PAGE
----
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Nk’ Mip Cellars

Nk' Mip Cellars Meritage. Photo by Robyn Hanson

Nk’ Mip Cellars Meritage. Photo by Robyn Hanson

Wine tasting – Nk’ Mip Cellars

– text by Stephanie MacDonald/photos by Robyn Hanson

The weekend’s over. Perhaps you spent too much money at Ikea, maybe you were peer-pressured into faux-pleasant activities like the Grouse Grind or a Dweezil Zappa concert or an endless, sober little league tournament. Maybe you stayed up all night swilling Jager shots and snorting cocaine in the bathroom stalls of sleazy bars with a monkey in a baseball uniform – the point is, it’s Monday and you are in the mood for something enjoyable and mellow. What to do?

Setting a civilized tone for the oncoming week is what I had in mind when I accepted the invitation to check out the monthly wine tasting event at the Hamilton Street Grill in Yaletown. The opportunity to taste three wines along with three specially paired small plates was very compelling, and I was happy to find out the winery was Nk’ Mip Cellars from Osoyoos, a winery and an area I’m at least familiar with.

The 5:30 p.m. start time made getting there on time slightly tricky, and as a result I had to run and arrived all perspiring and slightly discombobulated after everyone had been seated. This ended up being fortuitous – I was seated with three people who turned out to be an epidemiologist (cool!), her charming mother and her aspiring rock-star husband (I checked out Bend Sinister on MySpace, they told me to, I am not a stalker), all of whom were fun, knowledgeable about wine and informative about diseases and other interesting things.

The first wine ended up being my favorite of the evening. A 2008 Riesling, it was bright, fruity and begged for a sunny patio and some juicy gossip with girlfriends. It was paired with a halibut ceviche which was nice, topped with a melon sorbet that was not. Rockstar astutely observed that it was a little like having fish for dessert, and we all agreed it would have been better if the sorbet was more acidic, but the overall result was… interesting.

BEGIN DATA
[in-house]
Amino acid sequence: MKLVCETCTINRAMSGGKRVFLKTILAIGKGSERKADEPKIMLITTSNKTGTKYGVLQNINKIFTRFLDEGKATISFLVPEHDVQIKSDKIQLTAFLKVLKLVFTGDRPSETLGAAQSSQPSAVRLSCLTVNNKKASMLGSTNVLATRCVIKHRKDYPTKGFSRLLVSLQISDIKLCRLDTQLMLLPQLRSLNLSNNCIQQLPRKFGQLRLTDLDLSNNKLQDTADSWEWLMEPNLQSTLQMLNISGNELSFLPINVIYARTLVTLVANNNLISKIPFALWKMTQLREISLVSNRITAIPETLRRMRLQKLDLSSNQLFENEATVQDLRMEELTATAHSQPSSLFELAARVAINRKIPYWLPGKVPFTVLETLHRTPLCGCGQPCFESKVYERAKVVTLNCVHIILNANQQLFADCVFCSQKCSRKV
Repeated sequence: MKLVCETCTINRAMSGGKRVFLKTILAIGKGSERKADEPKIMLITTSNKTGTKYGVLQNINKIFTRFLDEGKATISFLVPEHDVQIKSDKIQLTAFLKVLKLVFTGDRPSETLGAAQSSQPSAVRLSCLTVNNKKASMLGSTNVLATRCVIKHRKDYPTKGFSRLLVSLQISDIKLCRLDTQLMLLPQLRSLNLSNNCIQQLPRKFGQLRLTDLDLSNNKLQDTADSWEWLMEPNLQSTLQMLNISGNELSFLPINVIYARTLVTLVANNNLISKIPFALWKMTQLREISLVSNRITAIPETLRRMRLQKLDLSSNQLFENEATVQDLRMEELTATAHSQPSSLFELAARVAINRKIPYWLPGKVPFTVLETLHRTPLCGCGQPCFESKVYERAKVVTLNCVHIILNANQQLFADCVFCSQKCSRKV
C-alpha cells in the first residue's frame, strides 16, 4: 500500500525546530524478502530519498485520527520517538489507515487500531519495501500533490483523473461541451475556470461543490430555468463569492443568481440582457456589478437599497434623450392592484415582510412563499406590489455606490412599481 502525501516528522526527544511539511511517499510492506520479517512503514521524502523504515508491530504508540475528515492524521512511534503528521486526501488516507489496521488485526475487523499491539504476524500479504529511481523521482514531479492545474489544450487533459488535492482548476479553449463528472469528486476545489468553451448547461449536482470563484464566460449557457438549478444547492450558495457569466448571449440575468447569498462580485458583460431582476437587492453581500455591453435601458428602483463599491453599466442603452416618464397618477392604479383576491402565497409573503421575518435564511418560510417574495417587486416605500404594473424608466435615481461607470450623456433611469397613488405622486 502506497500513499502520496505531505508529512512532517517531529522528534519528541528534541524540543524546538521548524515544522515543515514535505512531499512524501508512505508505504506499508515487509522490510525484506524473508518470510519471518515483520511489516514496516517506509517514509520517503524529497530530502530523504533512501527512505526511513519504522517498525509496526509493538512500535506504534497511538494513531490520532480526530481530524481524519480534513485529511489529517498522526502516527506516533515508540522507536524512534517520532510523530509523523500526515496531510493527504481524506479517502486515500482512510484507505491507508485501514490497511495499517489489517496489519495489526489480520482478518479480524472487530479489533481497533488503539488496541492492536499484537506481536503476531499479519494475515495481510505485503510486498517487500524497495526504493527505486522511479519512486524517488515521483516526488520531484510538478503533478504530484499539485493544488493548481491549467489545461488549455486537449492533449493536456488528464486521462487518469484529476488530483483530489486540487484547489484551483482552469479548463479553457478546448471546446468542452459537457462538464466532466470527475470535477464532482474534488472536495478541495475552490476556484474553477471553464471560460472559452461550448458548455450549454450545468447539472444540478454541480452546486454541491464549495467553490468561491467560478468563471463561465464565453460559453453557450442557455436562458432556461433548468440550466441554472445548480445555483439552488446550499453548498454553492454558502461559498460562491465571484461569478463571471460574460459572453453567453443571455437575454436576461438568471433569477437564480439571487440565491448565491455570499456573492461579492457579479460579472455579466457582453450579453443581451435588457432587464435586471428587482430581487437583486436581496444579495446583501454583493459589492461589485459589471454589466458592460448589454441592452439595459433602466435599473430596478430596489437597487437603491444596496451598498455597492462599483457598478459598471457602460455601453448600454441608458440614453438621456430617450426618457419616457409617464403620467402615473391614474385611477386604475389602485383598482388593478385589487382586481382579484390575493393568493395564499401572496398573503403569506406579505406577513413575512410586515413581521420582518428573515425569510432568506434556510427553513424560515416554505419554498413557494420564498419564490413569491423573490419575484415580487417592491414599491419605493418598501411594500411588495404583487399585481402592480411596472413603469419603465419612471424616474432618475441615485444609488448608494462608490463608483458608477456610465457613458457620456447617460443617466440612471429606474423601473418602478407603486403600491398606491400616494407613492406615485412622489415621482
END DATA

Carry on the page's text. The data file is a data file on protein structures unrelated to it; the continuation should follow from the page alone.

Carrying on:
Next up was a Chardonnay, very traditional in style, served with a delicate prawn ravioli, and we finished off with shortribs braised with root beer served with a delicious Meritage that tasted… expensive. The food is supposed to just be tasters, but the three served as my dinner just fine, though some people might need a Japadog or two to fill up after.

Prawn ravioli. Robyn Hanson photo

Prawn ravioli. Robyn Hanson photo

Braised shortrib. Photo by Robyn Hanson

Braised shortrib. Photo by Robyn Hanson

Throughout the tasting we got to hear all about the winery and the different wines from Randy Picton, who is the wine maker at Nk’ Mip, and so we actually learned a few things as well. For instance, I had no clue that Meritage was the same grape as Bordeaux, without the appellation, and that Nk’ Mip is the only aboriginally owned and operated winery in North America. Many of the other people there were clearly regulars and it’s easy to see why – it’s a well-run, casually elegant event where you can try some new wines with food picked specifically to match, and it’s only $25!

Nk' Mip Cellars' Randy Picton at Hamilton Street Grill. Photo by Robyn Hanson

Nk’ Mip Cellars’ Randy Picton at Hamilton Street Grill. Photo by Robyn Hanson

In fact it’s so lovely it almost makes me not want to tell everyone about it in case it becomes so popular I can’t get a seat and someone else gets to sit with my cool companions at the hip table. I would have loved to stick around for the Dames d’Escoffier event, because the program that supports and mentors women in the culinary arts is a cause I truly support, but I had to go to The 25th Annual Putnam County Spelling Bee (also very good!) at the Granville Island Stage.

If you’re looking for a relaxing and interesting Monday or Tuesday night out, be sure to catch one of these monthly events, featuring a different winery each time, at the Hamilton Street Grill.

wine pour

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